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Aviation History

  • World War II Magazine

    WWII Book Review: Flying Tigers

    Flying Tigers: Claire Chennault and His American Volunteers, 1941–1942 By Daniel Ford. 384 pp. Smithsonian Books, 2007. $15.95. A few World War II flying units have attained legendary status: RAF Fighter Command’s “The Few,” the...

  • MHQ Magazine

    The Year Air Power Came of Age

    In 1917 over Flanders fields, a fundamental shift in the airplane’s role signaled its ascendancy as a deadly offensive weapon. The air campaign over Flanders in 1917 represents a watershed in the development of air power. While aerial...

  • MHQ Magazine

    Flying Blind: The Army Air Corps Delivers the Mail

    Tasked with carrying the mail when commercial airmail contracts were canceled in early 1934, the army air corps was thoroughly unprepared for the job— resulting in nearly a dozen airman deaths and accusations of ‘legalized murder’....

  • Aviation History Magazine

    Building Rudel’s Tank-Busting Stuka

    Academy’s 1/72nd-scale kit (no. 1641) of the Junkers Ju-87G-1 Stuka is the early long-winged version of the dive bomber. It comes with two underwing 37mm “tank-busting” cannons. Start by painting the cockpit and gunner/radio...

  • Aviation History Magazine

    The Flying Cowboy: Frederick Libby

    Frederick Libby became America’s first ace while flying as an observer-gunner in a spindly British pusher-propelled biplane. The apprentice airman could scarcely believe his situation. Yesterday he had been a supply truck driver with the...

  • Aviation History Magazine

    Antonov’s Heavy Hauler for Hire

    The Antonov State Company outdid itself at thinking big with the An-225 Mriya, the world’s largest airplane. There’s no getting around the fact that Russia is a big country. Perhaps that explains why Russians seem to have always been...

  • Aviation History Magazine

    Flying Container Ship: The XC-120

    The Fairchild XC-120 “Pack plane” featured an intriguing modular transport design that never achieved full maturity. Fairchild’s C-119 was one of the most utilitarian military cargo planes of the post-World War II era. First flown in...

  • Vietnam Magazine

    Vietnam Book Review: Phantom Reflections

    Phantom Reflections by Colonel Mike McCarthy. Praeger Security International, Westport, Conn., 2006, hardcover $35. One of the toughest roles to endure in life is that of the disaster or combat survivor. Relief at being alive often...

  • Vietnam Magazine

    Shadow and Stinger

    Shadow and Stinger by William P. Head. Texas A&M University Press, College Station, 2007, hardcover $49.95. All who served in Vietnam in the mid- 60s knew the venerable AC-47, better known as “Puff the Magic Dragon,” which entered...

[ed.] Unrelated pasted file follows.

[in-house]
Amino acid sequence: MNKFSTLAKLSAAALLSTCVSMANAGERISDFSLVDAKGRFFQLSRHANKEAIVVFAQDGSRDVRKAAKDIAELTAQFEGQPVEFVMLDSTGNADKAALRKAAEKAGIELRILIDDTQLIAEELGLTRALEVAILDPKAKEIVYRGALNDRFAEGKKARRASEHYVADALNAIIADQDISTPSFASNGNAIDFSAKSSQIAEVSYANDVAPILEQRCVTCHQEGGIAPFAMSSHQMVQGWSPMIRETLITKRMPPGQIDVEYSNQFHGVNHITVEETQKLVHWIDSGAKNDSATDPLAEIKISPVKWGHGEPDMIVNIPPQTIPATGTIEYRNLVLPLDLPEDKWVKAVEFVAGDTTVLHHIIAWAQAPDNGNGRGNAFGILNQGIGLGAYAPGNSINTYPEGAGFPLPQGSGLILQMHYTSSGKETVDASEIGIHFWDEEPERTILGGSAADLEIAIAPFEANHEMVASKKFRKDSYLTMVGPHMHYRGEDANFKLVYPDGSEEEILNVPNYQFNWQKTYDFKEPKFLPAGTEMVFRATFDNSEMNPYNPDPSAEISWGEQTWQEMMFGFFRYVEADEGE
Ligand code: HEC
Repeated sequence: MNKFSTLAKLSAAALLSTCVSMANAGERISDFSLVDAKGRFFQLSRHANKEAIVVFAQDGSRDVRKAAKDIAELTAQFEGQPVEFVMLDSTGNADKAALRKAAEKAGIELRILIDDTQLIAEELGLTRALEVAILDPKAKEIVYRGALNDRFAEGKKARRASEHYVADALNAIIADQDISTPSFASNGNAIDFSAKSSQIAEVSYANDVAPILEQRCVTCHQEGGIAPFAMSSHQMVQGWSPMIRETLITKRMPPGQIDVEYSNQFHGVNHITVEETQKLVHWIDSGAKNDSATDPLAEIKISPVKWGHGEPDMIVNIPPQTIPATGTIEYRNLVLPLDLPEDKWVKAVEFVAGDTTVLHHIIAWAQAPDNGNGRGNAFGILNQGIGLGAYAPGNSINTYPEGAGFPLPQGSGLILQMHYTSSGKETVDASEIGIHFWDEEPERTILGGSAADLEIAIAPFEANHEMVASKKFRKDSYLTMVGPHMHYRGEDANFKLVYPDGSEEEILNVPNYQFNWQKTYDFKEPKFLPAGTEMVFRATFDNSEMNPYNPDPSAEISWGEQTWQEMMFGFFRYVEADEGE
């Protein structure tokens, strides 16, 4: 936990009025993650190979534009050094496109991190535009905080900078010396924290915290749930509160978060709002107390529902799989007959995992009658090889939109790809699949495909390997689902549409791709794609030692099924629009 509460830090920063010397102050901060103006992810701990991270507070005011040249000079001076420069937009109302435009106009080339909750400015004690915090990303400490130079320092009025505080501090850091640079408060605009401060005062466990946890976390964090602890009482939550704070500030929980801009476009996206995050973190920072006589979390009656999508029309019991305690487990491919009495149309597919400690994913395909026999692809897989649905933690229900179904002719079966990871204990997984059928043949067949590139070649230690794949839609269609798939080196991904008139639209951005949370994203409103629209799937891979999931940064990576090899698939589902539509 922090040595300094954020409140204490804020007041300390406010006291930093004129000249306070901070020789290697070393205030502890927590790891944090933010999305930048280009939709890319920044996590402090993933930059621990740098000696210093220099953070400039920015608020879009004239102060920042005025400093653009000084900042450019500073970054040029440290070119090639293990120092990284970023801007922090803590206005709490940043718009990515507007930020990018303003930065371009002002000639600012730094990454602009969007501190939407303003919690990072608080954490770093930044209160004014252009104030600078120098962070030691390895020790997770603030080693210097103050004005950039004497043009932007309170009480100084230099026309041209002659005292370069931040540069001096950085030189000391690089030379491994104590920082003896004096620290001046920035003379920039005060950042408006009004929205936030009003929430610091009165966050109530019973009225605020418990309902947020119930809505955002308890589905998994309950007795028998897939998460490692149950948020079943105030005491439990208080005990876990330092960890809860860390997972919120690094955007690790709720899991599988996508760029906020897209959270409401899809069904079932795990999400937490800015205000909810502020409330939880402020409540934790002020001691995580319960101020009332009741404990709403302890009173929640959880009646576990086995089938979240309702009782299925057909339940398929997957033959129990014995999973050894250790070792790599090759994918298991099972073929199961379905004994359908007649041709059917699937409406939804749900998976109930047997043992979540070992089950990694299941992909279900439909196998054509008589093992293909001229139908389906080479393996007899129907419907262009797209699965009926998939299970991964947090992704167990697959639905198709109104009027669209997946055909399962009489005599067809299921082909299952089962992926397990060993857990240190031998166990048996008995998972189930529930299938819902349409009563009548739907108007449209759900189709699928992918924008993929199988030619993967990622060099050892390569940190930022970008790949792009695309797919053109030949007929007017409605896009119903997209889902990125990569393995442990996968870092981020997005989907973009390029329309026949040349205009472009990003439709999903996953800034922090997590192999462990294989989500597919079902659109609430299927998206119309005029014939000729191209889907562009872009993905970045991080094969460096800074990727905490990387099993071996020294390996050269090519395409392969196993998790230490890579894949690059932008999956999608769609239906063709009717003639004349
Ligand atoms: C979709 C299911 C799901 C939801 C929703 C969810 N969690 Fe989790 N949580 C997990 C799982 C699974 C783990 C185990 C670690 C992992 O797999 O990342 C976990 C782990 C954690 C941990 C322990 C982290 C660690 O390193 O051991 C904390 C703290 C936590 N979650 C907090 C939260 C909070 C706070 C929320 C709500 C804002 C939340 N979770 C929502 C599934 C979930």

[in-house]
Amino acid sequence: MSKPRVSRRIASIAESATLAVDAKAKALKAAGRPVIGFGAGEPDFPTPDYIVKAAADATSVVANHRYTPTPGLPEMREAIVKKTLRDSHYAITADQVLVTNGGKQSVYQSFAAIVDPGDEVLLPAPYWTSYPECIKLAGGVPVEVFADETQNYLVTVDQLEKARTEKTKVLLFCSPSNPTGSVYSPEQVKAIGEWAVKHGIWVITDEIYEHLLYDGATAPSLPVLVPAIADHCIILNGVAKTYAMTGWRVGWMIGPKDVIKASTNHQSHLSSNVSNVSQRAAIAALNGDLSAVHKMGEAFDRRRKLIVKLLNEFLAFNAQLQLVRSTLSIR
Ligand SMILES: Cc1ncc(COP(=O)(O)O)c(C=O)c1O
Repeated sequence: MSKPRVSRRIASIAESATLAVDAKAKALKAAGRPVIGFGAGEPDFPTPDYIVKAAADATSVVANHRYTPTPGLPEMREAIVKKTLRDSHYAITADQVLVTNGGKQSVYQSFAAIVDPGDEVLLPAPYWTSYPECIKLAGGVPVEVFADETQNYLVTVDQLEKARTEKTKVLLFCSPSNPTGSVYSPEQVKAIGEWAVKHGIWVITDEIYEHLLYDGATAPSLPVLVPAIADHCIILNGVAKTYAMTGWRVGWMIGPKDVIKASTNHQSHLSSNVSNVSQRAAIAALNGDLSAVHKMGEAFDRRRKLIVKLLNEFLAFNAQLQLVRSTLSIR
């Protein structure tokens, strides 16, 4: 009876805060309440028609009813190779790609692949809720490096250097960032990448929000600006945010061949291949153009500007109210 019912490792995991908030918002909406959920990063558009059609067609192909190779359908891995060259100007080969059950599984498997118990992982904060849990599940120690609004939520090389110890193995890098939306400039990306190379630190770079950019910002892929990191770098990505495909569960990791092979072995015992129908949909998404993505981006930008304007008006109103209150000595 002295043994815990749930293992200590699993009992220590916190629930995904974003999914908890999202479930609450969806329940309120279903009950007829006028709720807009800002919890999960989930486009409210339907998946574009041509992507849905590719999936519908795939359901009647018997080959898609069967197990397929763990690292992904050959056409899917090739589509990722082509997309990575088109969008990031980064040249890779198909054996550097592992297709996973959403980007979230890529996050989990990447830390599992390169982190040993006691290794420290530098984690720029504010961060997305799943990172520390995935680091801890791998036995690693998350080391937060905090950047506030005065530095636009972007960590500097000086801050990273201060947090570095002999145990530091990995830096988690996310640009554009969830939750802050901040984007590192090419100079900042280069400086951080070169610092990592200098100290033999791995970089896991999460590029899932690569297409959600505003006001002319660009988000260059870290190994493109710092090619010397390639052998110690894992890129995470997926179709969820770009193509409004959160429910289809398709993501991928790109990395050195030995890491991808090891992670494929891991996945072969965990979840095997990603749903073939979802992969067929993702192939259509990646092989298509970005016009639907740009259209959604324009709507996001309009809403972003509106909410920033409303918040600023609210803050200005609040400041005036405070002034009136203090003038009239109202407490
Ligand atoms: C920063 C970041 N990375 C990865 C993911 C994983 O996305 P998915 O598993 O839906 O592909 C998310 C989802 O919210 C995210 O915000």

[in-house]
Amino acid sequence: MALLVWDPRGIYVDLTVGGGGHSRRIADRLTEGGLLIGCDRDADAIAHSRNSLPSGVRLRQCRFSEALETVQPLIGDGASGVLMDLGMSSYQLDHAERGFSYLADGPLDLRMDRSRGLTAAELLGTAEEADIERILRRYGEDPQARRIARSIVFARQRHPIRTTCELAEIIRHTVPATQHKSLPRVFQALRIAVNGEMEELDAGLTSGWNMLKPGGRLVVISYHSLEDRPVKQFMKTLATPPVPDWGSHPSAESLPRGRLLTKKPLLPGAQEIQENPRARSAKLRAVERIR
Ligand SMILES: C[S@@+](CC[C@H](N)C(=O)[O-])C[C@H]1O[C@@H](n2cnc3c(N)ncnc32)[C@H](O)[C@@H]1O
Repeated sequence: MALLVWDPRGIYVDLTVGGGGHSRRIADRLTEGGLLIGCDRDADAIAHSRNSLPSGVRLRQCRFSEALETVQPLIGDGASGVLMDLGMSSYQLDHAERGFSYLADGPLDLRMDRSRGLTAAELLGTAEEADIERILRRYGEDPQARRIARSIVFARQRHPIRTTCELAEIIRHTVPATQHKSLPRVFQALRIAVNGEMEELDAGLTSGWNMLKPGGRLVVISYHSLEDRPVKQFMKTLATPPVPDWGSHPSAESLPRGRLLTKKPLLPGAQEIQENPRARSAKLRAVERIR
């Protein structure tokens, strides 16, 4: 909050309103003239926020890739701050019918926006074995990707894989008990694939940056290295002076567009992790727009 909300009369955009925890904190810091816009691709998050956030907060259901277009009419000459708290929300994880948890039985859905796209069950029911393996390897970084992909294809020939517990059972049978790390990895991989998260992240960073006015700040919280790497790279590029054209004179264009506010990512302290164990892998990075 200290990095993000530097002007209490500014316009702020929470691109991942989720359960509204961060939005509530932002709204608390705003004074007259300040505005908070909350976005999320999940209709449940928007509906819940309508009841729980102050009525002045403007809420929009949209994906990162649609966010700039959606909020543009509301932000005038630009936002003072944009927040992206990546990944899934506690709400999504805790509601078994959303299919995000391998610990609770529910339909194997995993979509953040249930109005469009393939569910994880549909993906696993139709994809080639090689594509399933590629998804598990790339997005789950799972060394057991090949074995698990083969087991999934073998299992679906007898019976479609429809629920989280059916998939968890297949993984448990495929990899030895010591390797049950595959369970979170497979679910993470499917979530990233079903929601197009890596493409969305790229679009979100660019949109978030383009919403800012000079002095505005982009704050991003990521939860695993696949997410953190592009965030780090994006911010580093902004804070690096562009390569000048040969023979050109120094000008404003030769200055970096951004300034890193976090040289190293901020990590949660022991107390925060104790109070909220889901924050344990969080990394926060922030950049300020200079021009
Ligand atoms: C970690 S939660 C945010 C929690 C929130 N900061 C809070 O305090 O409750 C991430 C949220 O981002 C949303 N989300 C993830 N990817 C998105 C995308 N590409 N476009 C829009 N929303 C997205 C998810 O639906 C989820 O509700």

• Vietnam Magazine

    Vietnam Book Review: Green Hornet

    Green Hornets: The History of the U.S. Air Force 20th Special Operations Squadron by Wayne Mutza. Schiffer Publishing, Atglen, Pa., 2007, hardcover $40.95. Wayne Mutza, a noted military aviation author, has written a tightly focused...

  • Vietnam Magazine

    Arsenal | A-4 Skyhawk

    From the first shot to the last, the Navy’s most prodigious attack aircraft of the war. On August 5, 1964, aircraft from the USS Constellation and Ticonderoga struck the North Vietnamese fuel depot at Vinh and three enemy PT boat bases....

  • HistoryNet Video

    VIDEO: Blue Angels’ Fat Albert Flies Again

    “Fat Albert,” the Navy’s flight demonstration squadron’s C-130T Hercules transport plane, made its return with a flat pass during a July 14, 2018, air show in Pensacola, Florida, where the Blue Angels are...

  • Aviation History Magazine

    Marathons in the Air

    There’s a good reason why the flight endurance record has stood since 1959: Who wants to spend more than 65 days crammed in a lightplane?   Before the advent of aerial refueling, fuel tank capacity was the main determining...

  • Aviation History Magazine

    Web Update: Spirit of St. Louis 2

    The 91st anniversary of Charles Lindbergh’s record-making transatlantic flight has come and gone while Spirit of St. Louis 2, a scratch-built replica of the famous airplane, remains grounded (see “Spirit of St. Louis 2,” March 2018...

  • Aviation History Magazine

    The Bloody 100th

    The Eighth Air Force’s 100th Bomb Group earned its nickname the hard way in the brutal skies over Germany. Only one World War II U.S. Army Air Forces tail flash survives in the present-day U.S. Air Force: the Square D. Seventy-five...

  • Aviation History Magazine

    Percival Spencer’s Air Car: Everyman’s Amphibian

    Percival Spencer’s 1941 Air Car design formed the template for two generations of amphibious lightplanes. For ordinary Americans living through the Great Depression, the notion of privately owning a seaplane—even a small one used for...